I know the title of this blog post is a little strange when you consider that Nintendo is notorious in the game industry for having the most loyal and rabid fans that regularly worship at the house of Super Mario and affectionately/annoyingly refer to Nintendo's game designer/producer/muse Shigeru Miyamoto as "Shiggy." Since Nintendo defined the modern game console era, if you consider yourself a hardcore gamer, it's more than likely that you're a Nintendo fanboy (even if you don't want to admit it).
Yet, not too long ago, hardcore gamers started feeling a little uncomfortable with the release of the touch-screen based DS handheld system. They were skeptical of the touch-screen novelty and frustrated with the release schedule of games that seemed few and far between. Of the few games that were released, the ones that were considered high-profile successes by Nintendo were games like Nintendogs and Brain Age. This left gamers scratching their heads as these titles were radically different from what their expectations of what a videogame should look, feel and play like.
Handheld-gaming has long been the ugly stepchild of home consoles so perhaps many fans were able to shrug off the DS as an anomaly and thought that with release of the Wii, Nintendo would return to traditional form and reclaim its rightful throne that it had lost to Sony. Now months after the release of the Wii, hardcore gamers are feeling even more on outs with Nintendo and have similar complaints along the lines of DS about the lack of software, poor graphics compared to costlier competitors and questions to the validity and longevity of the Wii-mote as a functional controller.
To the hardcore, the Wii validates their fears that stem from the DS. Nintendo isn't in-touch with gamers, but rather out-of-touch and will subsequently fail for it. The funny thing is none of this should come as a surprise since Nintendo has a long history of eschewing the status quo and alienating hardcore gamers in favor of reaching a more family-orientated mass market.
Starting with its very first game console NES, Nintendo put in the gimmicky R.O.B. (robotic operating buddy) accessory so that it could distance itself from the typical games of the day. R.O.B. was only good for two games, but its inclusion successfully got stores and buyers to lower their guard similarly to what the Wii-mote is doing today. The Super Scope (which incidentally uses a similar motion technology to that of the Wii), Mario Paint, Pokemon, Game Boy Camera, eCard Reader and Virtual Boy all represented out-of-the-box attempts by Nintendo to transcend traditional gaming conventions of the day.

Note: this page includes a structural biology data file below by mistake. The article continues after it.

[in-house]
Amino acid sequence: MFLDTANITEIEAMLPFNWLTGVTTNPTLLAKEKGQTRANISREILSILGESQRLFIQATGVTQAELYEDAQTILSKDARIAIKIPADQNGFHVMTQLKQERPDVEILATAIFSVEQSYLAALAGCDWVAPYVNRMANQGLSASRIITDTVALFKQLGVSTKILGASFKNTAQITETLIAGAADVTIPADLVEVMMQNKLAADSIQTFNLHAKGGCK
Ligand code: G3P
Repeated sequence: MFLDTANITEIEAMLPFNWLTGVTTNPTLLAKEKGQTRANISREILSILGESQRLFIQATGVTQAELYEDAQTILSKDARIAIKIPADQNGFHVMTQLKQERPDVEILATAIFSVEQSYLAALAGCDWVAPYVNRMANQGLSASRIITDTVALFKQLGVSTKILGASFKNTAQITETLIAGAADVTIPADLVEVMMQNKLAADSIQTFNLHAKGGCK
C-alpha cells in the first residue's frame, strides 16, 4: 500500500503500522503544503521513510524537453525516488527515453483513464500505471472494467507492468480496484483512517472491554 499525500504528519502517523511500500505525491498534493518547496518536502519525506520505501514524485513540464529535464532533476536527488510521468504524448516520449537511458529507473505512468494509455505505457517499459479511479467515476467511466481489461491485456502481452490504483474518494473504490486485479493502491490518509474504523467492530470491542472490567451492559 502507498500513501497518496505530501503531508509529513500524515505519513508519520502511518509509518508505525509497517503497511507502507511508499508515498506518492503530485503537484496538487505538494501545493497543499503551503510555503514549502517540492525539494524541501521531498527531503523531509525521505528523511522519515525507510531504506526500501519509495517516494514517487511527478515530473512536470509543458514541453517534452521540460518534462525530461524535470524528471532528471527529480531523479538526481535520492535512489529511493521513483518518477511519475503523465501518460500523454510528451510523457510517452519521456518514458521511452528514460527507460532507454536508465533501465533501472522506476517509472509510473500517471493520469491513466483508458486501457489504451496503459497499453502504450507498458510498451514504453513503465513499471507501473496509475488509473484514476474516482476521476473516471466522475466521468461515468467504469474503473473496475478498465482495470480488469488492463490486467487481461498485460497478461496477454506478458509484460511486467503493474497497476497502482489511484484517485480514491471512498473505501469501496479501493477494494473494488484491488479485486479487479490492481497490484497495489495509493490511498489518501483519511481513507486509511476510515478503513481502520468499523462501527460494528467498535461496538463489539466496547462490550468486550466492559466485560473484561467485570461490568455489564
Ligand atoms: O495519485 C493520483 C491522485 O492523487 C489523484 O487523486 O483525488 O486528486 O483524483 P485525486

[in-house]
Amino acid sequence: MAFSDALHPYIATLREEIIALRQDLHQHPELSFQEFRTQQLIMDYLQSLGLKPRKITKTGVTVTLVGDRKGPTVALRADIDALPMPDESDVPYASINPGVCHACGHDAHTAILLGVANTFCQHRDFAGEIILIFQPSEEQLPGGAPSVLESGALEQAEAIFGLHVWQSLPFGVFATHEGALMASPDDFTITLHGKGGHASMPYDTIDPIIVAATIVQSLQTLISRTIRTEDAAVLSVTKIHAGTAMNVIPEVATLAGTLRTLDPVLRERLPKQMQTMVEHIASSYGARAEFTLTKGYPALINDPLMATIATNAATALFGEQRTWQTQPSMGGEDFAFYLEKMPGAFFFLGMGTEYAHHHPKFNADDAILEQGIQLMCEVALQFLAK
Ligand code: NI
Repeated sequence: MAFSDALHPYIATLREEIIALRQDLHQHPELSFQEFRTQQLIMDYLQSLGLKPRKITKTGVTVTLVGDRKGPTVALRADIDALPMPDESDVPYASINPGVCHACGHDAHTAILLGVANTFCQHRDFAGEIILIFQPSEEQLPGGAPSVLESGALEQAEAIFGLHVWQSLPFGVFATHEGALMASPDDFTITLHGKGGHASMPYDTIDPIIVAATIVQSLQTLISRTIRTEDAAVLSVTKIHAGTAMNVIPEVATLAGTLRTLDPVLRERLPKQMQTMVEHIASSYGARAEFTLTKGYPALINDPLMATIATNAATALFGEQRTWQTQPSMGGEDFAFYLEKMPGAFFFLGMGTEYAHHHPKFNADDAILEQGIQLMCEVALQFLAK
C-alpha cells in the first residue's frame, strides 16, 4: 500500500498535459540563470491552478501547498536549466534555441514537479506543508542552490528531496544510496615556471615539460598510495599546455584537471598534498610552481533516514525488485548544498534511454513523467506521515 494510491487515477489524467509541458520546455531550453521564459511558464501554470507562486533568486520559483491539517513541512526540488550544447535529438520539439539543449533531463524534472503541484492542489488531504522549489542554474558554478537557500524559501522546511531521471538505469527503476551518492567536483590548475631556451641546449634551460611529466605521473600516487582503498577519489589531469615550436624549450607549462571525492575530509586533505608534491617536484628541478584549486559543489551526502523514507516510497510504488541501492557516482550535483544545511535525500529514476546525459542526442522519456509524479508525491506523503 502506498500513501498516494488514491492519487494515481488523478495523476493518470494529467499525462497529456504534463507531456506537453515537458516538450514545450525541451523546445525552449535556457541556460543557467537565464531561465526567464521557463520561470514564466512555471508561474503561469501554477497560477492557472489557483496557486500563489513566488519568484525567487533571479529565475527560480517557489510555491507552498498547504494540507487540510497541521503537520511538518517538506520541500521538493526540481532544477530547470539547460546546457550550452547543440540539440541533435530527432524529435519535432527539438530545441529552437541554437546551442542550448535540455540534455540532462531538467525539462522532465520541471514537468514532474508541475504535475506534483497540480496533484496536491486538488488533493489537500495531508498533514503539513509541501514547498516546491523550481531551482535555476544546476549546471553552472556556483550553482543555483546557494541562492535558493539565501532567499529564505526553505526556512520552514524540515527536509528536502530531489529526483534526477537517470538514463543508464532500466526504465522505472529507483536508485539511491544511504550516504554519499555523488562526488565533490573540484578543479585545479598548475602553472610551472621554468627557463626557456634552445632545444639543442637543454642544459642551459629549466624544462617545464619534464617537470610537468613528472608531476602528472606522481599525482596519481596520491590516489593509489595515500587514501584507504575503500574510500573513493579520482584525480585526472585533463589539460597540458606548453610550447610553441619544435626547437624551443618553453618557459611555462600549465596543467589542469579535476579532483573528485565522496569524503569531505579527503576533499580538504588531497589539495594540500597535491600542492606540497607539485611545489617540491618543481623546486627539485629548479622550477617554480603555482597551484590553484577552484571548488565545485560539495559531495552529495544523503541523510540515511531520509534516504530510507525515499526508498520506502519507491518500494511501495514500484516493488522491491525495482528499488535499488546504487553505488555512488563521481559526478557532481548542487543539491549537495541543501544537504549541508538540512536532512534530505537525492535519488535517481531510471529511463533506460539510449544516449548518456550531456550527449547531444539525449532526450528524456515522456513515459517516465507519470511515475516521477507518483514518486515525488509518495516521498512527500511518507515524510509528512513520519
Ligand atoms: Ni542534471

It's also worth nothing that the GameCube console, which is one of Nintendo's biggest failures in recent times, was also one of its least unique systems. Nintendo executives consistently preached the same non-traditional mass market ideals that it does today, but mistakenly thought that presenting an oddly cube-shaped console with bright colors, a lunchbox handle and slightly modified controller would be enough for it to stand-out to the media and on-the-fence gamers. It didn't.
The Legend of Zelda: The Wind Waker also represented another effort by Nintendo to break away from the hardcore mindset. So much so that it literally defied what hardcore gamers demanded at the time and presented a cell-shaded child-like Link instead of the expected darker, more mature Link, but by then it was too late. PS2 had an insurmountable lead and software alone was not enough to convince non-gamers that the GameCube was truly different.
It's not difficult to infer that the failures of the GameCube and Wind Waker were strong factors that drove Nintendo to realize what they doing just wasn't enough and they really needed to do a drastic 180 in every respect—from graphics to the controller. Hardcore gamers may mistakenly think that with the more mature and darker Twilight Princess is signal that Nintendo will finally getting in line with making games that cater to their tastes, but those gamers would be wrong.
Twilight Princess is merely a bone (Nintendo occasionally does this) and doesn't represent any major shift of thinking on Nintendo's part, which has been pretty consistent since the NES. This is only becoming clear now because the success of the Wii and DS underscores the disparity between what the hardcore expect and what Nintendo has always strived for. For those to are devoted to Nintendo, this may be a hard pill to swallow, but the reality is Nintendo doesn't make games for you.
Somewhere between all the gaming, Chi some how managed to finish high school and get into the New York Institute of Technology. At the same time, Chi also interned at Virtual Frontiers, an Internet software consultancy where he learned the ways of HTML. Soon after acquiring his BFA, Chi went on to become the lead Web designer of the Anti-Defamation League. During his tenure there, Chi was instrumental in redesigning and relaunching the non-profit organization's Web site.
Today, Chi is the webmaster of the American Red Cross in Greater New York and somehow managed to work through the tragic events of September 11th without losing his sanity. Chi considers GameCritics.com his life's work and continues to be amazed that the web site is still standing after the recent dotcom fallout. It is his dream that GameCritics.com will accomplish two things: 1) Redefine the grammar of videogames much the same way French film critic Andre Bazin did for the art of cinema and 2) bring game criticism to the forefront of mainstream culture much the same way Siskel & Ebert did for film criticism.
Latest posts by Chi Kong Lui (see all)
- Fraud Alert: Pete Smith, Content Producer - September 9, 2014
- Observations from PAX East 2012: What’s old is new again - April 12, 2012
- Observations from PAX East 2012: Are video game gimmicks finally maturing? - April 11, 2012